Is Denying Climate Change Like Suppressing Health Risks?


Is Learning about Climate Change like Having a Colonoscopy? (5 page pdf, Richard C. J. Somerville, Earth’s Future, Dec. 16, 2013)

Readers of this blog know that it focuses on the links between urban pollution and health. Today we review a short article that addresses the challenge of communicating the facts of climate change and why so many people seem to want to avoid knowing that or even deny that it exists.  The article observed that the same reaction is found when some people are faced with the hard realities of medical disease, especially ones that end in death such as heart attacks and cancer. Further, a poll revealed that over half (55%) of those responding did not want to know about their risk to disease because of their fear of knowing the answer, a phenomenon called “health information avoidance”. But most of those who did want to know the risks (82%) also wanted to know the options available to deal with the disease. Turning to communicating climate change, the author reasoned that a little priming of the pump by providing more about policy options could produce more understanding and support for those policies and less climate change information avoidance and denial. Let’s hope.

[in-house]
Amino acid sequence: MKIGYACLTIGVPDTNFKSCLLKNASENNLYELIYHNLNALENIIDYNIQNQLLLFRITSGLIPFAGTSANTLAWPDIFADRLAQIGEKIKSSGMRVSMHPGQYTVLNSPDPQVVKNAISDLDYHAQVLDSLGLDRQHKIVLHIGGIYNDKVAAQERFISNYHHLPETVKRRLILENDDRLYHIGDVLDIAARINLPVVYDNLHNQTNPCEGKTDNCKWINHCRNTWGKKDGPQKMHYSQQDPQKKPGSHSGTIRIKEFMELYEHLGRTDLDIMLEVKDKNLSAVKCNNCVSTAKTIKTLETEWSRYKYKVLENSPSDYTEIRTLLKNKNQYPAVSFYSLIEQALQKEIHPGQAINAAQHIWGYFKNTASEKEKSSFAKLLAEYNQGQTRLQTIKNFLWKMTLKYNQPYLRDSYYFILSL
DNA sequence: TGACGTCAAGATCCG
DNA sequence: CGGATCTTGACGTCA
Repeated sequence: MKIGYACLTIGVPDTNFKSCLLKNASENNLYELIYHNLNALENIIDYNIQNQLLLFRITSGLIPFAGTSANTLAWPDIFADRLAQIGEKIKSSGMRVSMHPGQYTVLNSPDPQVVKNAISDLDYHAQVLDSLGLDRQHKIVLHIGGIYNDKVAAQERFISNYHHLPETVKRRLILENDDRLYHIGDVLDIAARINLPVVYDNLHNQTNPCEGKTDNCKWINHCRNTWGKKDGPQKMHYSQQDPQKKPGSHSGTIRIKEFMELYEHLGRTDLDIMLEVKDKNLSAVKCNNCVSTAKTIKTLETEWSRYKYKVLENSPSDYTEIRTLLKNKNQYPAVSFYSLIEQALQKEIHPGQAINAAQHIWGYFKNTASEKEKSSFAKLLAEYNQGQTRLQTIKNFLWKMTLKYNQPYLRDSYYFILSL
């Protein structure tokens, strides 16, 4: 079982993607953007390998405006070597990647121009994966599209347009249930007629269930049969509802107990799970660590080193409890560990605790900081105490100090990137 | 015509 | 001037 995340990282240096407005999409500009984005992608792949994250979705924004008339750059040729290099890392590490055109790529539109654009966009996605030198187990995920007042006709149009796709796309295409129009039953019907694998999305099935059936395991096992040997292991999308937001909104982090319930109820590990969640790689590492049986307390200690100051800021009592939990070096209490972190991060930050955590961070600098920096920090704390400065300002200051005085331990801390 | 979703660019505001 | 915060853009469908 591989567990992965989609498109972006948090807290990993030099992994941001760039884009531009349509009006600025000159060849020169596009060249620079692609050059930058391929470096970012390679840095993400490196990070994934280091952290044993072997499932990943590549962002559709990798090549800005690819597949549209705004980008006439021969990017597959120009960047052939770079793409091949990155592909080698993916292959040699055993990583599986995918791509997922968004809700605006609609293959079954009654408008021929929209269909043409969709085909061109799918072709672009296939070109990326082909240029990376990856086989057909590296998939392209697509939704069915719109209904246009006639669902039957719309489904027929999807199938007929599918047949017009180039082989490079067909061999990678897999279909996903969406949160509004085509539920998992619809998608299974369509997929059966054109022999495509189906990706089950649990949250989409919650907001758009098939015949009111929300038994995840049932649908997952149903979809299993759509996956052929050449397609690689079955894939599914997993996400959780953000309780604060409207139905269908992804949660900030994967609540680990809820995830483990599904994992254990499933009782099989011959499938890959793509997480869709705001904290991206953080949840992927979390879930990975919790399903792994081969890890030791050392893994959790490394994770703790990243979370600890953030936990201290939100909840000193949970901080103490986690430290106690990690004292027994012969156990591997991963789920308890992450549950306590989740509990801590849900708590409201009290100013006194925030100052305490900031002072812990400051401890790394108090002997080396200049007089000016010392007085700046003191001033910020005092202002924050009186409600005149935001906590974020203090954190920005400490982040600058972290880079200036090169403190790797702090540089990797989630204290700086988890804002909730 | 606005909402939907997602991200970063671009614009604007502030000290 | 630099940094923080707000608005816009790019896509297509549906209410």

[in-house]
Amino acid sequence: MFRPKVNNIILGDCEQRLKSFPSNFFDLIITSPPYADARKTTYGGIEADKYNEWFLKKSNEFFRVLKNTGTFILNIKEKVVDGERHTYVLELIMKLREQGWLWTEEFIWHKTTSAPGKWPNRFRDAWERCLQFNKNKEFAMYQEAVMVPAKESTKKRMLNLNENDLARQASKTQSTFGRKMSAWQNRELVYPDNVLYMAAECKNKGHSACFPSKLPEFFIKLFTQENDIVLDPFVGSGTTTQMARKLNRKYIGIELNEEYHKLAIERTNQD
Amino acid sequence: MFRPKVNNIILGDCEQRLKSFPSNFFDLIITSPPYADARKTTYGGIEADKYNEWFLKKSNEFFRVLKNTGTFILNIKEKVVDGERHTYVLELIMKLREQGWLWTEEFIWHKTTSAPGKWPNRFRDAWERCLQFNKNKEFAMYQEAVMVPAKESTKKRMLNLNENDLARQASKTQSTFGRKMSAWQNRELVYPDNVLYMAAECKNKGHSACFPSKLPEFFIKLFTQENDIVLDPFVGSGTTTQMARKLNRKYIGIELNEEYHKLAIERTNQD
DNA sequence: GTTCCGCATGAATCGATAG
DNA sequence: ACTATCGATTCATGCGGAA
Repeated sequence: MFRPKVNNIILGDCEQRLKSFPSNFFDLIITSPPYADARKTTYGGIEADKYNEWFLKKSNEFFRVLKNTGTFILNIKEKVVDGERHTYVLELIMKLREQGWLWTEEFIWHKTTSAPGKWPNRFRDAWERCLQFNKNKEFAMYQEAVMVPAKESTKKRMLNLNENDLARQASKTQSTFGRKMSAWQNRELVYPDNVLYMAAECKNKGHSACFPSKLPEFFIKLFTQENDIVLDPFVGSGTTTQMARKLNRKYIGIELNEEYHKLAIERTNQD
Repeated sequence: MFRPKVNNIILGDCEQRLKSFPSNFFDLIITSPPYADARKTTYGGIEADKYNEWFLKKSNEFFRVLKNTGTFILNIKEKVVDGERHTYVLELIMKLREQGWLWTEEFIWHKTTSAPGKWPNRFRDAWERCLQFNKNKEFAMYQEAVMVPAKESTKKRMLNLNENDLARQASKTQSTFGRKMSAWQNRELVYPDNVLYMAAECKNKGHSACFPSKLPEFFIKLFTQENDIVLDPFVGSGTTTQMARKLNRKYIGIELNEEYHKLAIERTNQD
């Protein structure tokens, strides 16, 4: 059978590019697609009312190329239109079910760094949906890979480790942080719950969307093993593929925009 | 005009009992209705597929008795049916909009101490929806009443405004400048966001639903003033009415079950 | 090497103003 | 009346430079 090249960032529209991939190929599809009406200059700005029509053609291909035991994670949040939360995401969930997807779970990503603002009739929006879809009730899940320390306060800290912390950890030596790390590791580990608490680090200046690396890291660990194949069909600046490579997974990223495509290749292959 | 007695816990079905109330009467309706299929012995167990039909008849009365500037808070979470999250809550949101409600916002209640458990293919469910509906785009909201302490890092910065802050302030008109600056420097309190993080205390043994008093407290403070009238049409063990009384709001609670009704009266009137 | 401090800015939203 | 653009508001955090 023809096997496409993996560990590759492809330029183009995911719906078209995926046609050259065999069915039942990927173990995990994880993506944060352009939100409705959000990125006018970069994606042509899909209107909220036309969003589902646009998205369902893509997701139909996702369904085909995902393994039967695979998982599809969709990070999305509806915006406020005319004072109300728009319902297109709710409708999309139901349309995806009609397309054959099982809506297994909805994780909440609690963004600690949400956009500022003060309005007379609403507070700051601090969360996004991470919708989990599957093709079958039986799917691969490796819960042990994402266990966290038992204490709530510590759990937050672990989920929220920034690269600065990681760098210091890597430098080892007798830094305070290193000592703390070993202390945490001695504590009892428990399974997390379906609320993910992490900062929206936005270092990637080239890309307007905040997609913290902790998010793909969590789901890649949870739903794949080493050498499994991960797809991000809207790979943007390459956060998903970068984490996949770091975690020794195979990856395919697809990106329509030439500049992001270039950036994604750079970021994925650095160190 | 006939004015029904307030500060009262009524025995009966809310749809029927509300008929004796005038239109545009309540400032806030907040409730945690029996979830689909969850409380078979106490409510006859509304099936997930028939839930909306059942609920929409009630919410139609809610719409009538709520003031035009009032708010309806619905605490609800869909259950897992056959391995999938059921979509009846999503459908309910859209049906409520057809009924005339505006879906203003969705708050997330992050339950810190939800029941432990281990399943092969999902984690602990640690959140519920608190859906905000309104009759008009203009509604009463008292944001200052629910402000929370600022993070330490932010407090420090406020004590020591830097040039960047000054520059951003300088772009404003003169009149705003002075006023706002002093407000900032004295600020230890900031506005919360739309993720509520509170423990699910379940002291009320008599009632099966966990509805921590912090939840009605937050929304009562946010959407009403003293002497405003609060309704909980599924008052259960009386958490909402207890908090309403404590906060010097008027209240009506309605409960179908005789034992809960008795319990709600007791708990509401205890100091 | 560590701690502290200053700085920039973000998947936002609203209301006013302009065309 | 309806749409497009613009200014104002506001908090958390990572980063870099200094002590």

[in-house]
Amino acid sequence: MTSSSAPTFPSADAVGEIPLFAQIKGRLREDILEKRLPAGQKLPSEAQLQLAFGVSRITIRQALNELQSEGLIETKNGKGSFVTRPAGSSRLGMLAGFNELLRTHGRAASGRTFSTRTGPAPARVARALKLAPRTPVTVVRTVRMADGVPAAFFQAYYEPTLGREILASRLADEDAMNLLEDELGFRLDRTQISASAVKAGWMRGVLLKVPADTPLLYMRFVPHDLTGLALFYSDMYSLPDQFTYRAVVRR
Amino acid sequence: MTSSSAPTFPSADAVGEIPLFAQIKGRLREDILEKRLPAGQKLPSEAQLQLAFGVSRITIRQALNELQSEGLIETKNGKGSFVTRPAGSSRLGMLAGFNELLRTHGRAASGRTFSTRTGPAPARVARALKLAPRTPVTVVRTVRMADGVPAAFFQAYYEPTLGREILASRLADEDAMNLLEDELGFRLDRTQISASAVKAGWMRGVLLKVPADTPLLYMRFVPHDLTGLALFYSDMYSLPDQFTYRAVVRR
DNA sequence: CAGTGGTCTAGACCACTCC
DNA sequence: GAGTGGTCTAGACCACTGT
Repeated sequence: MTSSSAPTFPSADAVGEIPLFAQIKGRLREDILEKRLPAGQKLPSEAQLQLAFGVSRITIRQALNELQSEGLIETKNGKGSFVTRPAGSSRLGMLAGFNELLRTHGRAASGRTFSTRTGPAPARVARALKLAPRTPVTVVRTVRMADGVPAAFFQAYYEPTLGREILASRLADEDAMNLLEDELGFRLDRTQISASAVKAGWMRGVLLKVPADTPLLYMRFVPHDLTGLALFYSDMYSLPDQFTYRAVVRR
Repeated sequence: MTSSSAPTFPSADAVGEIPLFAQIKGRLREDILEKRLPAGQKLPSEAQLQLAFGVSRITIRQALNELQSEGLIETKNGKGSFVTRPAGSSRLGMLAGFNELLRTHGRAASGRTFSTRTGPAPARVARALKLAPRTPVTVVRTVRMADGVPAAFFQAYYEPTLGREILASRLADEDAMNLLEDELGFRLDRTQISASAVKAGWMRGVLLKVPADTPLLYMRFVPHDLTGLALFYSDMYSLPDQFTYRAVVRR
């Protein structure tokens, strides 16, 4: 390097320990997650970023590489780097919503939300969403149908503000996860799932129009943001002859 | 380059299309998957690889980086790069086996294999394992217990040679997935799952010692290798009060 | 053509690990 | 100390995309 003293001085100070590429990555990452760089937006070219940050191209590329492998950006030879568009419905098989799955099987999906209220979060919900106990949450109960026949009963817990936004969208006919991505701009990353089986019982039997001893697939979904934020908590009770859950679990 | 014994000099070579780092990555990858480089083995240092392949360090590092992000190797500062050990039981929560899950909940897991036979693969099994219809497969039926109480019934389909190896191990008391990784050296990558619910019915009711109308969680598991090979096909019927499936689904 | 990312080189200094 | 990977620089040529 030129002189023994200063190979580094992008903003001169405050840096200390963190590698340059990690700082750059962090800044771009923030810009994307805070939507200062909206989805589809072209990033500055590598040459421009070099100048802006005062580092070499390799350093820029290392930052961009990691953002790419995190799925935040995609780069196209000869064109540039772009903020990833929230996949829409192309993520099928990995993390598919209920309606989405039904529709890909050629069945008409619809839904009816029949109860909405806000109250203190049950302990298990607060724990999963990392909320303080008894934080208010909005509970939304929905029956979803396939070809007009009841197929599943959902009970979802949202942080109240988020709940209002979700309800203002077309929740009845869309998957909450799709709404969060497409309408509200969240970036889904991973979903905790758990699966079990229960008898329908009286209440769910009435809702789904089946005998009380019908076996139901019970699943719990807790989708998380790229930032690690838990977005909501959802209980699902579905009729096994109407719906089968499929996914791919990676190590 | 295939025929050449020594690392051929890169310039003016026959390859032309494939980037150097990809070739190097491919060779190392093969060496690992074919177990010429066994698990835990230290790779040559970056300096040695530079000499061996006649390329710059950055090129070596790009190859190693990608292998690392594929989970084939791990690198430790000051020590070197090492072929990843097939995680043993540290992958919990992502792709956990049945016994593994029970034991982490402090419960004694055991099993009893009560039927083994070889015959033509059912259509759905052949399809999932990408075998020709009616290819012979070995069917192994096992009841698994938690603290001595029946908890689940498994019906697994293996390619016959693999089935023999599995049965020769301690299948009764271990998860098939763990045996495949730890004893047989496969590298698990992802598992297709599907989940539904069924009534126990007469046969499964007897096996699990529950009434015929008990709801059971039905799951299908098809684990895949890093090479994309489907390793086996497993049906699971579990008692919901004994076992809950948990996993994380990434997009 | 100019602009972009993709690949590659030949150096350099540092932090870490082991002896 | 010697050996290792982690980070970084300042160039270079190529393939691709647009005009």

States that have declared GHG mitigation strat...

States that have declared GHG mitigation strategies or hold action plans (Photo credit: Wikipedia)

To see Key Quotes and Links to key reports about this post, click HERE

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One Response

  1. To inform policies, an estimation of the approximate magnitude of the health impacts of climate change is needed. This will indicate which particular impacts are likely to be greatest and in which regions, and how much of the climate-attributable disease burden could be avoided by emissions reduction. It will also guide health-protective strategies.

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